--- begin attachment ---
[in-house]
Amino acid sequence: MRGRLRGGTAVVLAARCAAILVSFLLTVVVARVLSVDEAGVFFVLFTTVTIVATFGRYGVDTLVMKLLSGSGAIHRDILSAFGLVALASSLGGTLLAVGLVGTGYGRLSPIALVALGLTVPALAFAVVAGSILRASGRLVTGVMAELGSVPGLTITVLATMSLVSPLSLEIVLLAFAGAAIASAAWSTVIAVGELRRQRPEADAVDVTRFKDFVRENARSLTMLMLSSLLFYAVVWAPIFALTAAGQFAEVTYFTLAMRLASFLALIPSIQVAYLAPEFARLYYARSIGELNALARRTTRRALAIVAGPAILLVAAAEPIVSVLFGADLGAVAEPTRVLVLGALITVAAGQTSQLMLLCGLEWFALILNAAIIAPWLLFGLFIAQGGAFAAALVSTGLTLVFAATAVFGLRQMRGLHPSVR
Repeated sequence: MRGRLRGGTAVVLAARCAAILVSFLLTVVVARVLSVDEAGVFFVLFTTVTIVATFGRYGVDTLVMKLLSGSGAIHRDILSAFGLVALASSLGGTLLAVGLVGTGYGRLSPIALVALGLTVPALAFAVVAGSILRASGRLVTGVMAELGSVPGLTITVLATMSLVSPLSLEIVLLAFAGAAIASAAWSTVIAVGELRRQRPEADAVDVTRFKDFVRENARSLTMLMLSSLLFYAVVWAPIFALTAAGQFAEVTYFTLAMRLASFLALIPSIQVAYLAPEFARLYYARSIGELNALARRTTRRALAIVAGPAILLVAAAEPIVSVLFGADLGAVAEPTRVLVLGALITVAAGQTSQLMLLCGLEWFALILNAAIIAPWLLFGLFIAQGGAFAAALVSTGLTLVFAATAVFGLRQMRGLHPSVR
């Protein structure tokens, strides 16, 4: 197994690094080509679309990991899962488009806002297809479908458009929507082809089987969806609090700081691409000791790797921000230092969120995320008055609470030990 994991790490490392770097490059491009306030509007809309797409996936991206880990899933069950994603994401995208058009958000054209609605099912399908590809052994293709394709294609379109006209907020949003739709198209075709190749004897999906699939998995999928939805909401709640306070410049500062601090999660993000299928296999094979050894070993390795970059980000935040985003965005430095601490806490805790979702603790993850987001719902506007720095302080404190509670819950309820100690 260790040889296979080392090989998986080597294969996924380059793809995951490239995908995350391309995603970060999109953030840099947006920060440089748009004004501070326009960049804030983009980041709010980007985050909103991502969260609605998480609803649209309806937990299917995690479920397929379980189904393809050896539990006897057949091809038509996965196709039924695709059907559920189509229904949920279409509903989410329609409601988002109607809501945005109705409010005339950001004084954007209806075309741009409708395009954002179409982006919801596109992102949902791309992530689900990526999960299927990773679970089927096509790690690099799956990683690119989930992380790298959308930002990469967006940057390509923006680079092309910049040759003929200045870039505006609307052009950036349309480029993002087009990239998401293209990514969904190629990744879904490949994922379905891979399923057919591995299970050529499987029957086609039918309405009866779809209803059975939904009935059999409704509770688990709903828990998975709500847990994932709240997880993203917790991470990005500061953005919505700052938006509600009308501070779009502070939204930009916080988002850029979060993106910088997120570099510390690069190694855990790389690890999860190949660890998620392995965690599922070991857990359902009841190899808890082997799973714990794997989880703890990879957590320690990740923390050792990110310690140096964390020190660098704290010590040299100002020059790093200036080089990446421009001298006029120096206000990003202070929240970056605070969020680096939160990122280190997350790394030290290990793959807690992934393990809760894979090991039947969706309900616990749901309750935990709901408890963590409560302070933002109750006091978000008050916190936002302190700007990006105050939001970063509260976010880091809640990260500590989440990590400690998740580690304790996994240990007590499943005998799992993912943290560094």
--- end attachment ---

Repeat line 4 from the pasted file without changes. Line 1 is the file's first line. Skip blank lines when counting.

């Protein structure tokens, strides 16, 4: 197994690094080509679309990991899962488009806002297809479908458009929507082809089987969806609090700081691409000791790797921000230092969120995320008055609470030990 994991790490490392770097490059491009306030509007809309797409996936991206880990899933069950994603994401995208058009958000054209609605099912399908590809052994293709394709294609379109006209907020949003739709198209075709190749004897999906699939998995999928939805909401709640306070410049500062601090999660993000299928296999094979050894070993390795970059980000935040985003965005430095601490806490805790979702603790993850987001719902506007720095302080404190509670819950309820100690 260790040889296979080392090989998986080597294969996924380059793809995951490239995908995350391309995603970060999109953030840099947006920060440089748009004004501070326009960049804030983009980041709010980007985050909103991502969260609605998480609803649209309806937990299917995690479920397929379980189904393809050896539990006897057949091809038509996965196709039924695709059907559920189509229904949920279409509903989410329609409601988002109607809501945005109705409010005339950001004084954007209806075309741009409708395009954002179409982006919801596109992102949902791309992530689900990526999960299927990773679970089927096509790690690099799956990683690119989930992380790298959308930002990469967006940057390509923006680079092309910049040759003929200045870039505006609307052009950036349309480029993002087009990239998401293209990514969904190629990744879904490949994922379905891979399923057919591995299970050529499987029957086609039918309405009866779809209803059975939904009935059999409704509770688990709903828990998975709500847990994932709240997880993203917790991470990005500061953005919505700052938006509600009308501070779009502070939204930009916080988002850029979060993106910088997120570099510390690069190694855990790389690890999860190949660890998620392995965690599922070991857990359902009841190899808890082997799973714990794997989880703890990879957590320690990740923390050792990110310690140096964390020190660098704290010590040299100002020059790093200036080089990446421009001298006029120096206000990003202070929240970056605070969020680096939160990122280190997350790394030290290990793959807690992934393990809760894979090991039947969706309900616990749901309750935990709901408890963590409560302070933002109750006091978000008050916190936002302190700007990006105050939001970063509260976010880091809640990260500590989440990590400690998740580690304790996994240990007590499943005998799992993912943290560094």